By Nate Hegyi | KUER
The scene was picture-perfect for the cover of a nature magazine: purple and yellow wildflowers against a backdrop of red and tan mesas.
But the quiet solitude wouldn’t last long. As the day wore on, the area known as Klondike Bluffs, about 40 miles north of Moab, became crowded with retrofitted vans and mountain bike-toting Subarus, all hunting for the ideal place to camp – for free – for the weekend.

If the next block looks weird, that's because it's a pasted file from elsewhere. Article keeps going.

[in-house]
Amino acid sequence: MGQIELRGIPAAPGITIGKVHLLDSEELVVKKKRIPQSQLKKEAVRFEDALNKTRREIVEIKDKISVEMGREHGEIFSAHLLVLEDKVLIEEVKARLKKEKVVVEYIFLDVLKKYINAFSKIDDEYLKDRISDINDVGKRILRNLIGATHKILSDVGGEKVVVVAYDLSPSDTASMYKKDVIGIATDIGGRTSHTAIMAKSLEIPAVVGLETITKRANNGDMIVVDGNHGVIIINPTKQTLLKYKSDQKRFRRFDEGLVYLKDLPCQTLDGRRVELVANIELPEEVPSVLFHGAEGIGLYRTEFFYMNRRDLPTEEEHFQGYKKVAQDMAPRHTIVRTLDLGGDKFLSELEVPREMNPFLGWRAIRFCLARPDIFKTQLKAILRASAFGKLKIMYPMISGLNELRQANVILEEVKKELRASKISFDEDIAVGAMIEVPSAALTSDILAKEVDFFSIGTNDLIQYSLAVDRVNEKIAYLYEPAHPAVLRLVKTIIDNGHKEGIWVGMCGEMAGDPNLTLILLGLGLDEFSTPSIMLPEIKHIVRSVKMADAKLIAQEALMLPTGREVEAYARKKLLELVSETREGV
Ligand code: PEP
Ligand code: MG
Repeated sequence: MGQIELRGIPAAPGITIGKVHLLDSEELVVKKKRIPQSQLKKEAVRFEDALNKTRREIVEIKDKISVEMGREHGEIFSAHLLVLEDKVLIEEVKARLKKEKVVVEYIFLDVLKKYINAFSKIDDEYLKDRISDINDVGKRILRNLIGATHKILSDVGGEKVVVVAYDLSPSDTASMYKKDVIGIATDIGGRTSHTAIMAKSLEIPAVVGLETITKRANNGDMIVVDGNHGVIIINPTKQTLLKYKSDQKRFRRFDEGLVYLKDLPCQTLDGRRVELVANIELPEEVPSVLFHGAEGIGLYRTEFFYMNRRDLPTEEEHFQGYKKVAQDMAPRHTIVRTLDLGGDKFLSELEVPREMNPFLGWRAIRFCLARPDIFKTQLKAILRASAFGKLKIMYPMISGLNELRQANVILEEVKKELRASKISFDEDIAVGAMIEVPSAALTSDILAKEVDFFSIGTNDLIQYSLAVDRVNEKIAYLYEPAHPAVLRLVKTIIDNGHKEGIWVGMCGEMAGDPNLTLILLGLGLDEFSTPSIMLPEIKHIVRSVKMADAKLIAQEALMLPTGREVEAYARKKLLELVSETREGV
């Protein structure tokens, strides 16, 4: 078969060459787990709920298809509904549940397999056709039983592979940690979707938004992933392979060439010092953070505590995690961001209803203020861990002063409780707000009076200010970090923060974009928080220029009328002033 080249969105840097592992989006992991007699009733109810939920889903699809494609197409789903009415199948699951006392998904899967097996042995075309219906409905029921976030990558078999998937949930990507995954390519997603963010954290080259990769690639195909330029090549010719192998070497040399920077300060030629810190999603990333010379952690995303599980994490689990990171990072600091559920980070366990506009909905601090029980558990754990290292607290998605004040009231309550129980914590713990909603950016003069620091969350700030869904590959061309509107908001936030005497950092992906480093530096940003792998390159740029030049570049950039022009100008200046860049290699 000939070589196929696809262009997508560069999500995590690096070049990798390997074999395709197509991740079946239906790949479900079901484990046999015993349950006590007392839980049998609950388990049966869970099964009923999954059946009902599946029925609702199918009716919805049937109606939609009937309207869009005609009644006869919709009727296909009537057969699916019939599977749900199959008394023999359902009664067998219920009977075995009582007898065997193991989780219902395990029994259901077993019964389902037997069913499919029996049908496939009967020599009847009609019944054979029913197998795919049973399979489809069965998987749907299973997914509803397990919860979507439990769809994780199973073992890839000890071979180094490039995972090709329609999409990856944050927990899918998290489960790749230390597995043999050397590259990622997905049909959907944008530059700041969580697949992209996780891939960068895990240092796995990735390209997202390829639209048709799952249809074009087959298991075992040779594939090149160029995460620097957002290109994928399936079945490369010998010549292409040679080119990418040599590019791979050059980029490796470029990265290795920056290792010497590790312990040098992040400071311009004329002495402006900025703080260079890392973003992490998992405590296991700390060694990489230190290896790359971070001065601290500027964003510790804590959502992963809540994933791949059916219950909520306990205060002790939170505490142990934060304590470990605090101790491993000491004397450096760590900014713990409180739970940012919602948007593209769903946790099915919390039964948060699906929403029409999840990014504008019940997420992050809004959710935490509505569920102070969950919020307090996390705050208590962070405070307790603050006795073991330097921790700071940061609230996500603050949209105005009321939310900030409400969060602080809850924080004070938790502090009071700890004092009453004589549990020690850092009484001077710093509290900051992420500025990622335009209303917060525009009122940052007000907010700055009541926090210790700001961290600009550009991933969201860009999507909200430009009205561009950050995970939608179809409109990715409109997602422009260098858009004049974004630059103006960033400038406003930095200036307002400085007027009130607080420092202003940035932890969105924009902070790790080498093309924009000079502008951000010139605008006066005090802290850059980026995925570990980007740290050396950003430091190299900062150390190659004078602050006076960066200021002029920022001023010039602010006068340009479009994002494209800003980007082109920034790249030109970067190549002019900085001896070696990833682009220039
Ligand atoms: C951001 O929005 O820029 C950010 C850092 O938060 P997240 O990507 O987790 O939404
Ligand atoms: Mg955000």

James Gustine and his wife, Jamie, were relaxing in folding chairs as their children played nearby. The Durango, Colorado, family was lucky to have secured a spot that morning, before the throng arrived.
“Camping in Moab is just brutal,” James Gustine said. “Just getting a spot can be full-on competition. It didn’t used to be this way.”
A decade ago, the public lands surrounding Moab were known as a quiet spring break destination for mountain bikers and climbers – the kind of place where a visitor could roll in on a Saturday and not see many people.